Whether you’re a new landlord or looking to rent your next home, sooner or later you’ll be asked to draft or sign a tenancy agreement.
So, what is a tenancy agreement? Put simply, it’s a legal document which contains everything you’ll need to know about the terms of your tenancy – from the period of the let to the conditions which underpin it.
NuPad are here to help shine some light on the tenancy agreement process, outline what should be included in a tenancy agreement and what to do when it expires. Need more bespoke advice? Don’t hesitate to get in touch.
Put simply, the tenancy agreement is a contract between the landlord and the tenant that clarifies and sets out the expectations of both parties during the time a house or flat is occupied. So, if a landlord rents their home out on the provision that the tenant living there pays rent on the 1st of every month, this would be a basic tenancy agreement.
Tenancy agreements are put in place to protect the rights of both the landlord and the tenant so that rules and duties on both parts are upheld, meaning that the occupation of the property is as stress-free as possible.
Technically no, but you’ll get one anyway — and this is a good thing.
In England and Wales, tenancy agreements are not a legal requirement. That being said, even a verbal agreement is considered a tenancy agreement, providing it does not involve breaking the law. When it comes to letting a home, landlords and tenants both have rights and responsibilities, which are protected and enforced by a tenancy agreement. They can offer more than your statutory rights, but must never give you less otherwise the contract is essentially void.
Another thing – a tenancy is created automatically when someone moves into a new home and pays rent. With or without paperwork and written contracts, the person in question is still considered a tenant and so are entitled to their legal rights.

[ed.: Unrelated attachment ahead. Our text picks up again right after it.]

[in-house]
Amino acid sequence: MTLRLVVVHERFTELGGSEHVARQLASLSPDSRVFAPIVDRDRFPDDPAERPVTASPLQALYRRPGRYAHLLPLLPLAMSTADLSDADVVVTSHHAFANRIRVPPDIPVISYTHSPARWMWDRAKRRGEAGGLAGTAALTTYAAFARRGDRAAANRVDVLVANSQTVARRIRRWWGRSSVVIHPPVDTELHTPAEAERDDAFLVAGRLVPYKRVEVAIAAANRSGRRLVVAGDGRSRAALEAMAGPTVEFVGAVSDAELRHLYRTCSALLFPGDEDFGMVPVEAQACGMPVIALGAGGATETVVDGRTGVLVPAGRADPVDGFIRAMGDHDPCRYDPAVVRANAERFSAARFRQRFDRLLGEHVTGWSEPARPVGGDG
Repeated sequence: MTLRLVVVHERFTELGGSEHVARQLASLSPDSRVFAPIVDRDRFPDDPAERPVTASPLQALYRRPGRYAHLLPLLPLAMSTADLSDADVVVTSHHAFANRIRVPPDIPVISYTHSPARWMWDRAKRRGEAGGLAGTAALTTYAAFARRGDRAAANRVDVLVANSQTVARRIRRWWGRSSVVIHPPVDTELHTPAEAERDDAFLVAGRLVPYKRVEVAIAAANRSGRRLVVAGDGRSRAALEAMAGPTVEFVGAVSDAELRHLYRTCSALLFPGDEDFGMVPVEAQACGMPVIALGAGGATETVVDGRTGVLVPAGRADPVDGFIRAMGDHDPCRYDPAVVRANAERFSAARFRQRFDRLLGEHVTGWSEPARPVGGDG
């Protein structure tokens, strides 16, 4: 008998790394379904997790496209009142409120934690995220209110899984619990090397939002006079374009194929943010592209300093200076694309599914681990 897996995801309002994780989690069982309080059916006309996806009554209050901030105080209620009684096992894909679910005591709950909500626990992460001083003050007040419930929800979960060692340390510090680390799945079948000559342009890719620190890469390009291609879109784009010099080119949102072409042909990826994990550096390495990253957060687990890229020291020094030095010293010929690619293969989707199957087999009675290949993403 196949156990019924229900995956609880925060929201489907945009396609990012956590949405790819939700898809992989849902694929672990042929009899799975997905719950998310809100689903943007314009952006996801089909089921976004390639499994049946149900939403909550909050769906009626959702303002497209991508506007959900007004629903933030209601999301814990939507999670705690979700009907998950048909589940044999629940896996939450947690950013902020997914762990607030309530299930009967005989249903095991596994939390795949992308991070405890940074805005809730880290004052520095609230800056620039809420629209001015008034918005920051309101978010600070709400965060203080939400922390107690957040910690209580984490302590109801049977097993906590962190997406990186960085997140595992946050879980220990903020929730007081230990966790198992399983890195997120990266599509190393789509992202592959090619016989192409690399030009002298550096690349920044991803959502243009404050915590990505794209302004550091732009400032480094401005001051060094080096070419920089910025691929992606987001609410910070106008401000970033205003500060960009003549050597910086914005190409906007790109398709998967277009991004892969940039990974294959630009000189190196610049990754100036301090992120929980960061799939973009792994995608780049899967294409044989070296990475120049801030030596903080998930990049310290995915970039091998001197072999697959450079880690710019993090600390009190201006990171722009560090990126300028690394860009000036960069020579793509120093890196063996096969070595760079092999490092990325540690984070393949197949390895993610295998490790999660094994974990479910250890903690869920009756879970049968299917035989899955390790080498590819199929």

Yes, but the default type of tenancy in England and Wales is known as an Assured Shorthold Tenancy (AST). In a nutshell, AST agreements don’t apply to holiday lets and lodgers (where the landlord is also your flatmate) and in Scotland, the system is slightly different to the rest of the UK. We advise seeking further assistance if any of this applies to you.
Tenancy agreements can be a written or verbal contract, which both pose their own pros and cons. A verbal contract may be easier and more straightforward, but should there be a dispute, it’s very hard for both parties to prove.
On the other hand, written tenancy agreements might be considered long-winded and – let’s face it – not the most exciting read. Also, if you’re a landlord, you might want a solicitor to draft one for you, which means extra expense. In spite of that, written agreements serve as a solid point of reference for both parties and aim to protect everyone involved.
A tenancy agreement is made of two types of terms, express and implied.
Express terms are explicitly stipulated in the written agreement, whereas implied terms are upheld by the law or are considered common practice. The latter might not be included in your contract and it is in the interest of both the landlord and the tenant to be aware of these rights upon taking up a new tenancy agreement.
Here’s a comprehensive tenancy agreement checklist so you know what to look out for and be aware of:
You also may decide to include any extra information, such as:
You have two options when the tenancy agreement expires:
Need more information about what happens when your tenancy agreement expires? Remember that the law is there to protect both tenants and landlords and therefore the terms of the tenancy agreement must be fair, legal and should never discriminate against either party. If something doesn’t feel right, ask an expert like NuPad or even seek out legal advice. The Citizen’s Advice Bureau and Gov.uk are also great resources for landlords and tenants alike.